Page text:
Mistake: Choosing matte lipstick

Fix: You might think that a matte formula would draw less attention to wrinkles because it's less likely to stray beyond your lip line, but because matte lipsticks tend to be thicker (and hence more drying), they can make lines appear deeper and more obvious.

Prevent your lipstick color from working against you by making sure that your lips are moist throughout your application. Start by exfoliating with a one-to- one mixture of honey and sugar, to gently remove flakes and hydrate the skin. Then apply a moisturizing lip balm or an anti-aging eye cream to your lips, which will plump and hydrate the lips just as it does the eye area. Says Clark, "Once that's dry, and you've applied your clear liner, use a sheer semi-gloss color all over."

Mistake: Wearing shimmery eye shadow

Fix: As any lover of bling will tell you, the shinier something is, the bigger it looks — this is good for diamonds but bad for wrinkles on your eyelids. To avoid magnifying imperfections around the eyes, ditch metallic and iridescent shadows because these highlight wrinkles and sagging skin. "Instead, blend a natural-looking matte taupe or brown into the crease of the eyes to lift and conceal lids that are droopy or wrinkled," advises Dedivanovic. Lightly sweep the same shade along the lower lash line, keeping the color close to the lashes to create subtle definition without the look of makeup. For an extra lift, use a matte highlight on the brow bone, right below the outer brow.

Mistake: Piling on mattifying powder everywhere

Fix: A dusting of powder may fight shine, but its mattifying effects exaggerate lines on the drier areas of the face, including your forehead. "If you want to set your foundation to avoid shine, opt for a loose powder with some light- reflecting pigment to soften the appearance of lines," says Chasen Thomases. Be sure to choose a luminous, fine-milled product that will have the effect of airbrushing. (Formulas with too much shimmer, however, will enhance the wrinkles you're trying to erase.)

Mistake: Sweeping on the wrong color blush

Fix: What does blush have to do with minimizing wrinkles under and around the eyes? Turns out the color you choose affects the appearance of your wrinkles — too much or not enough highlights wrinkles, but the Goldilocks shade — the one that's just right — shifts the focus from them. "A soft, shimmer-free rose or peach blush that ends below the outer corners of the eyes softens the area and subtly draws the eye away from the lines," says Dedivanovic.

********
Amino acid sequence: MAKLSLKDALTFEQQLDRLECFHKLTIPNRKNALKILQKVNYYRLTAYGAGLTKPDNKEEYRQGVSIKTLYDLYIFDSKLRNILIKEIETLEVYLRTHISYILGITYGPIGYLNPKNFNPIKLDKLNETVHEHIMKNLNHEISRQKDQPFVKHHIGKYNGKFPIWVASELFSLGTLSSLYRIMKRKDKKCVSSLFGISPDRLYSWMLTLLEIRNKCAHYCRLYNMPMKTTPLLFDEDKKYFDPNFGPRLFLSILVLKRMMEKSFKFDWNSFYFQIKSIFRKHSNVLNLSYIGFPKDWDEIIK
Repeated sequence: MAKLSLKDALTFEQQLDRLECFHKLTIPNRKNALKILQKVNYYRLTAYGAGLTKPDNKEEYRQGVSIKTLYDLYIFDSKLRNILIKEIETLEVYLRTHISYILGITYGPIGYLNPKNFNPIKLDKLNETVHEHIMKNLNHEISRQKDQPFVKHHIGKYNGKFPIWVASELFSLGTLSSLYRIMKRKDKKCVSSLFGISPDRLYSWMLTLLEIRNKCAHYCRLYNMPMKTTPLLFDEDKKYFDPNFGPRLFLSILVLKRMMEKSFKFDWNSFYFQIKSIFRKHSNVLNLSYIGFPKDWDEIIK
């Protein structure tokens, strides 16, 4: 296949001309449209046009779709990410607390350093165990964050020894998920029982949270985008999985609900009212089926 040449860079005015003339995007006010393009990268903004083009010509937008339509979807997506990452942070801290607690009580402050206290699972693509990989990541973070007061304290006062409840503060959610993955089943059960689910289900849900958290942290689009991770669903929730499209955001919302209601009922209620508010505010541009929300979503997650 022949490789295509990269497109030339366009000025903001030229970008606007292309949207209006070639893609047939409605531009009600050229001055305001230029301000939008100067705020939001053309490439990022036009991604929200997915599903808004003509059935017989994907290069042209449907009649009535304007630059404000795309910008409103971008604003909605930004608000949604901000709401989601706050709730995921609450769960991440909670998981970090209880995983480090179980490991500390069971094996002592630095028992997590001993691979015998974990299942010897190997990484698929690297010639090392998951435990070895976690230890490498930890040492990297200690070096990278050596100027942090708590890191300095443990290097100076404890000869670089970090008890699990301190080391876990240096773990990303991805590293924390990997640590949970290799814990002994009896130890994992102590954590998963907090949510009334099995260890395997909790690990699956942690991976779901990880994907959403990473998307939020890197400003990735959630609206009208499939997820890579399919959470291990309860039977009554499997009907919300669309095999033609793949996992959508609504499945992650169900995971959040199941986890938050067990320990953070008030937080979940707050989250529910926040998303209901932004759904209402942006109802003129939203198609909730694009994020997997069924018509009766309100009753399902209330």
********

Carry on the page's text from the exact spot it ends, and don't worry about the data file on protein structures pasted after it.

To get the technique right, smile naturally and start applying color on the apples of the cheeks. Sweep it up toward the outer corners of the eyes, stopping before you reach the lower lash line. The upward sweep also helps "lift" sagging cheeks. Just remember to blend, blend, blend — since any harsh lines will have the opposite effect.

Mistake: OD'ing on bronzer

Fix: Ever notice how even the youngest celebs — Lindsay Lohan and Snooki, for example — look years older when they're doused in bronzer? That's because the pigment applied with a heavy hand can sink into lines, making them darker and more visible. But bronzer can just as easily lift the entire face and neck, when used correctly to contour. The aim is to create the illusion of a shadow. Start with a matte version — no shimmer! — or even a pressed powder in a darker shade than you usually use, advises Dedivanovic. Lightly sweep the bronzer onto your cheeks and up toward your temples. Then apply some along the jawline and under the chin. Says Dedivanovic, "This creates a soft shadow under the chin, so it will appear slimmer. Plus, it minimizes wrinkles or sagging in the neck area."